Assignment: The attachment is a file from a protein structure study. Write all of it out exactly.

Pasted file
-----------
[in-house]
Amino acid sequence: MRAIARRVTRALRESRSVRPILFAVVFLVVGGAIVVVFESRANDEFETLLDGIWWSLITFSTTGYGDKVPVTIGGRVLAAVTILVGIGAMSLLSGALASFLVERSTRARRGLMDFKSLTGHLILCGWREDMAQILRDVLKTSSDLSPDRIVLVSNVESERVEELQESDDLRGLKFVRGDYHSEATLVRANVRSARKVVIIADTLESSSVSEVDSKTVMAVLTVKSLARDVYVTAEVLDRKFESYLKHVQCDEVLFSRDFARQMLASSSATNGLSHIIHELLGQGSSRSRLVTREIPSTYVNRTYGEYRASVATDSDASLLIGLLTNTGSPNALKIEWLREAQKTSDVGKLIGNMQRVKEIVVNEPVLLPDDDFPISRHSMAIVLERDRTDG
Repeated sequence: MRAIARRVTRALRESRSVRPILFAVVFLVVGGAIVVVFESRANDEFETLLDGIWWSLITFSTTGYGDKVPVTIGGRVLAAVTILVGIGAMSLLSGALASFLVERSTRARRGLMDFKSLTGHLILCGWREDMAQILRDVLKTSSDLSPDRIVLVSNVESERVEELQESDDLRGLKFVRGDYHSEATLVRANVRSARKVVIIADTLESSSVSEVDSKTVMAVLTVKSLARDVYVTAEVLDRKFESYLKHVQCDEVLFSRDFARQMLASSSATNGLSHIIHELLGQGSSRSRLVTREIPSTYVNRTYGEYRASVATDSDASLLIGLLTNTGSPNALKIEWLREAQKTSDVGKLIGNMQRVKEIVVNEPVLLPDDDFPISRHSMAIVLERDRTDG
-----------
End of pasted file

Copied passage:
[in-house]
Amino acid sequence: MRAIARRVTRALRESRSVRPILFAVVFLVVGGAIVVVFESRANDEFETLLDGIWWSLITFSTTGYGDKVPVTIGGRVLAAVTILVGIGAMSLLSGALASFLVERSTRARRGLMDFKSLTGHLILCGWREDMAQILRDVLKTSSDLSPDRIVLVSNVESERVEELQESDDLRGLKFVRGDYHSEATLVRANVRSARKVVIIADTLESSSVSEVDSKTVMAVLTVKSLARDVYVTAEVLDRKFESYLKHVQCDEVLFSRDFARQMLASSSATNGLSHIIHELLGQGSSRSRLVTREIPSTYVNRTYGEYRASVATDSDASLLIGLLTNTGSPNALKIEWLREAQKTSDVGKLIGNMQRVKEIVVNEPVLLPDDDFPISRHSMAIVLERDRTDG
Repeated sequence: MRAIARRVTRALRESRSVRPILFAVVFLVVGGAIVVVFESRANDEFETLLDGIWWSLITFSTTGYGDKVPVTIGGRVLAAVTILVGIGAMSLLSGALASFLVERSTRARRGLMDFKSLTGHLILCGWREDMAQILRDVLKTSSDLSPDRIVLVSNVESERVEELQESDDLRGLKFVRGDYHSEATLVRANVRSARKVVIIADTLESSSVSEVDSKTVMAVLTVKSLARDVYVTAEVLDRKFESYLKHVQCDEVLFSRDFARQMLASSSATNGLSHIIHELLGQGSSRSRLVTREIPSTYVNRTYGEYRASVATDSDASLLIGLLTNTGSPNALKIEWLREAQKTSDVGKLIGNMQRVKEIVVNEPVLLPDDDFPISRHSMAIVLERDRTDG